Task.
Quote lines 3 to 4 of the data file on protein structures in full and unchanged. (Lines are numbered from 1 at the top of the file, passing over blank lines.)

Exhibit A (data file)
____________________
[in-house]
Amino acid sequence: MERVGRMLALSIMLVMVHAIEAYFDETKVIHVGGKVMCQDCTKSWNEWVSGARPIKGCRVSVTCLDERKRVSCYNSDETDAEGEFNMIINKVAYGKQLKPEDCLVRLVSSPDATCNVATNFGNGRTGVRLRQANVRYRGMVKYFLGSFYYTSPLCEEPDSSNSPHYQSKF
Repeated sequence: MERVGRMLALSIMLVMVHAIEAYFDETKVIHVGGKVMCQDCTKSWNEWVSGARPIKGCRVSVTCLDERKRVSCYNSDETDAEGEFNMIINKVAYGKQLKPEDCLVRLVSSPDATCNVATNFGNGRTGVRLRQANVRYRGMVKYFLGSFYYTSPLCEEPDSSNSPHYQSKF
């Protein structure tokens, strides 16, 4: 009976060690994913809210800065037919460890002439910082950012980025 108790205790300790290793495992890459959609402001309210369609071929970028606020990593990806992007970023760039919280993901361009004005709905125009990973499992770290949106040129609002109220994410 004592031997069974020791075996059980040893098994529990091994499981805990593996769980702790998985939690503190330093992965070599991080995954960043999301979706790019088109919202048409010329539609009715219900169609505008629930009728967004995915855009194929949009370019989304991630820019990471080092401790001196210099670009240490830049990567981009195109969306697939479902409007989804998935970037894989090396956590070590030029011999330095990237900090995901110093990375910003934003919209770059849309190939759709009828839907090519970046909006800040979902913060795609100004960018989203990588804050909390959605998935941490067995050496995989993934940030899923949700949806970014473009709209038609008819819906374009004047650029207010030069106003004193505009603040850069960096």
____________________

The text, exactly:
Repeated sequence: MERVGRMLALSIMLVMVHAIEAYFDETKVIHVGGKVMCQDCTKSWNEWVSGARPIKGCRVSVTCLDERKRVSCYNSDETDAEGEFNMIINKVAYGKQLKPEDCLVRLVSSPDATCNVATNFGNGRTGVRLRQANVRYRGMVKYFLGSFYYTSPLCEEPDSSNSPHYQSKF
């Protein structure tokens, strides 16, 4: 009976060690994913809210800065037919460890002439910082950012980025 108790205790300790290793495992890459959609402001309210369609071929970028606020990593990806992007970023760039919280993901361009004005709905125009990973499992770290949106040129609002109220994410 004592031997069974020791075996059980040893098994529990091994499981805990593996769980702790998985939690503190330093992965070599991080995954960043999301979706790019088109919202048409010329539609009715219900169609505008629930009728967004995915855009194929949009370019989304991630820019990471080092401790001196210099670009240490830049990567981009195109969306697939479902409007989804998935970037894989090396956590070590030029011999330095990237900090995901110093990375910003934003919209770059849309190939759709009828839907090519970046909006800040979902913060795609100004960018989203990588804050909390959605998935941490067995050496995989993934940030899923949700949806970014473009709209038609008819819906374009004047650029207010030069106003004193505009603040850069960096």